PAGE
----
From the July 27th, 2003 episode of Sunday Night Heat, acting as the pre-show for the first ever Smackdown Exclusive PPV, Vengeance. Yes, Kanyon was actually hanging around for a little bit in 2003, before leaving for good by years end. He doesn't even get an entrance, but rather the "and in this corner" jobbers would get on the Superstars or Challenge tapings of yesteryear. Lockup, and Ultimo quickly slaps on a headlock. Whip to the ropes, and Ultimo with a single leg sweep, followed by his signature series of kicks for a two count. Whip to the ropes, and Kanyon slams Ultimo back with a handful of mask. Kanyon with an overhead facebuster (think weak Dominator) for a two count. Kanyon with a back breaker, and he sells the impact on his own knee in a nice touch. That only gets two. Kanyon with a scoop slam, followed by knees to the back. The crowd actually musters a "Kanyon Sucks" chant as he works a chinlock. Ultimo fights back with a series of chops, then comes off the ropes with a twisting body press. Ultimo goes for a second, but Kanyon catches and throws him over Scott Hall style for a two count. Kanyon hoists Ultimo to his shoulders and climbs the ropes, but Ultimo counters with a powerbomb. Ultimo with his axe kick in the corner, and boots to the fanny. Kanyon escapes a german suplex, but the Asai DDT does hit, and that gets the three count at 4:03. Another short, entertaining match in a long series of them so far. Again, another reason why Velocity and Heat were more enjoyable than Raw or Smackdown (usually). Just a bunch of short midcard matches without the nonsense.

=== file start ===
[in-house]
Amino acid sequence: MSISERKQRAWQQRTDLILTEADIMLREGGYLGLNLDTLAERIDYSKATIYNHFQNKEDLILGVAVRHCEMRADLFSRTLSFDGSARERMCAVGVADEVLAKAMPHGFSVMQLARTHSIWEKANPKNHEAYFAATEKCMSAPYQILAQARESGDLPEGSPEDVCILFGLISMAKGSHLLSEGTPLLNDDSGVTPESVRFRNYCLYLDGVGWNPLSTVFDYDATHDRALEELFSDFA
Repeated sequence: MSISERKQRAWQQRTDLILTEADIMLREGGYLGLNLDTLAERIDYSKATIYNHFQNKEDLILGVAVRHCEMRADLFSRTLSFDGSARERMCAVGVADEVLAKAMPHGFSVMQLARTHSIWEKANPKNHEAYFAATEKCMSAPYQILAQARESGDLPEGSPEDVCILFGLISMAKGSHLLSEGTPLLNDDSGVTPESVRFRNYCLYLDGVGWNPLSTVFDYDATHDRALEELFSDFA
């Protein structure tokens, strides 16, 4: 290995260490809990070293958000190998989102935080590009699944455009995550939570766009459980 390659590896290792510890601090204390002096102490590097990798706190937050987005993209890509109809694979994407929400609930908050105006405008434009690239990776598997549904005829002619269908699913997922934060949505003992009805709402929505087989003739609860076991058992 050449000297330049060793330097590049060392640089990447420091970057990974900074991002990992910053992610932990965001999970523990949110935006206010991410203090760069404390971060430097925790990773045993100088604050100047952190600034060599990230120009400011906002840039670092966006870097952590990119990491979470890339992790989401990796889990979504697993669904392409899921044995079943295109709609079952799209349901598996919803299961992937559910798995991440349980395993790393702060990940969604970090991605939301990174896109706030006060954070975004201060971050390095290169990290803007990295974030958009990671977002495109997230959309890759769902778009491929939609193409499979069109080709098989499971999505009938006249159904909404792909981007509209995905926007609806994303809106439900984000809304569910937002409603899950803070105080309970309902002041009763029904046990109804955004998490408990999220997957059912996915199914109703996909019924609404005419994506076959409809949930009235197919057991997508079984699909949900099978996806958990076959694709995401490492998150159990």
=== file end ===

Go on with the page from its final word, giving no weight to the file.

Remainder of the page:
Ultimo Dragon vs. Tajiri (Cruiserweight Champion):